• M. Lim, J. Elkind, G. Xiong, R. Galante, J. Zhu, L. Zhang, J. Lian, J. Rodin, N. N. Kuzma, A. I. Pack, A. S. Cohen. Dietary Therapy Mitigates Persistent Wake Deficits Caused by Mild Traumatic Brain Injury. Science Translational Medicine, 2013; 5 (215): 215ra173 DOI: 10.1126/scitranslmed.3007092
  • Oregon Health & Science University (2013, December 11). Dietary amino acids improve sleep problems in mice with traumatic brain injury. ScienceDaily. Retrieved January 7, 2014, from http://www.sciencedaily.com­ /releases/2013/12/131211185331.htm

By Emma Henson

The Roskamp Institute is a 501(c)3 research facility dedicated to translating the efforts of its qualified research staff into real-world results for those suffering from neurological diseases. To learn more about our programs and to get information about donating, visit www.rfdn.org.

A cancer drug known as bexarotene was thought to have promise working against Alzheimer’s disease in mice, and began early clinical trials. However, a new study has put forward confusing results. Within a novel mouse model of AD, the disease appears to mimic the genetics and pathology of the human disease more completely than any other animal model. Bexarotene was found to reduce the levels of the protein amyloid-beta within experimental mice that had late-stage Alzheimer’s, and the protein levels were increased during the earlier stages. Researchers at the University of Illinois at Chicago College of Medicine presented the finding, and Mary Jo LaDu reported the results on July 16th during the Alzheimer’s Association International Conference in Copenhagen. Back in 2012, LaDu developed a transgenic mouse which currently carries a human gene that can increase the disease risk 15-fold, and is considered the most important genetic risk factor known for the disease.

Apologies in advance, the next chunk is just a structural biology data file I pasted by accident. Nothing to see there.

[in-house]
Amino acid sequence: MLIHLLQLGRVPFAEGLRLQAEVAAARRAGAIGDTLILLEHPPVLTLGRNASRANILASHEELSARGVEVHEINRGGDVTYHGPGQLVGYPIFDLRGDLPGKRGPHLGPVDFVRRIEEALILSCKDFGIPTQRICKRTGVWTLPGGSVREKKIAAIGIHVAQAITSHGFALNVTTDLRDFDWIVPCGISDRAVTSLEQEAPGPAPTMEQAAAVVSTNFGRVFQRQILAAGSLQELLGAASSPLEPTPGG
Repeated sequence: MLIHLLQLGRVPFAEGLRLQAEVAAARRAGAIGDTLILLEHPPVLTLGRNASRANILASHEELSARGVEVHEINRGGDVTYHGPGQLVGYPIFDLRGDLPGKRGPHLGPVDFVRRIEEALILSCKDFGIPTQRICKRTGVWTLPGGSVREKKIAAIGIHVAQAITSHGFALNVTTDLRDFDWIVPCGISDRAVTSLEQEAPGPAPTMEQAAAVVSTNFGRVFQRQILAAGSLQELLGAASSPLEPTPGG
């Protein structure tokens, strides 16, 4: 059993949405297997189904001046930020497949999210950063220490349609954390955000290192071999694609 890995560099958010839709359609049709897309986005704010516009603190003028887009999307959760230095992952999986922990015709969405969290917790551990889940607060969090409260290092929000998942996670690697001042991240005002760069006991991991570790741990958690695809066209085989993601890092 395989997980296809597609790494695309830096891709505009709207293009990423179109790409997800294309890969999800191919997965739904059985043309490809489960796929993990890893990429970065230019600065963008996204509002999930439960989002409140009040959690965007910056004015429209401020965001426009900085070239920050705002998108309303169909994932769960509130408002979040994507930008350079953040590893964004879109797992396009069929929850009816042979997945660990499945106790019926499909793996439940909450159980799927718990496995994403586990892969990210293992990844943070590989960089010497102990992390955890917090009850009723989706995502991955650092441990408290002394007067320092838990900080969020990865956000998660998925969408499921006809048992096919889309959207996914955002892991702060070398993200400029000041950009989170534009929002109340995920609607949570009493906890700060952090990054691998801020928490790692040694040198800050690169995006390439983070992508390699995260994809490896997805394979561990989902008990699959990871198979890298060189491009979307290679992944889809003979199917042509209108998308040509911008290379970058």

Currently, Alzheimer’s disease is the most common form of dementia, and has hallmark signs of dense plaques in the brain that are composed of amyloid-beta proteins. However, new research has shown that smaller, more soluble forms of the protein are responsible for nerve cell death leading to cognitive decline, rather than solid plaques. Within humans, there is a gene that produces a protein within cells known as apolipoprotein E, and aids in clearing amyloid-beta protein from the brain by binding to it and breaking it down into smaller pieces. LaDu’s mice carry a gene variant known as APOE4, or APOE3. LaDu, professor of anatomy and cell biology at UIC, discussed that previous studies showed in comparison to APOE3, the apolipoprotein produced by the APOE4 gene did not bind as well to amyloid-beta, and did not clear the neurotoxin from the brain as it should have.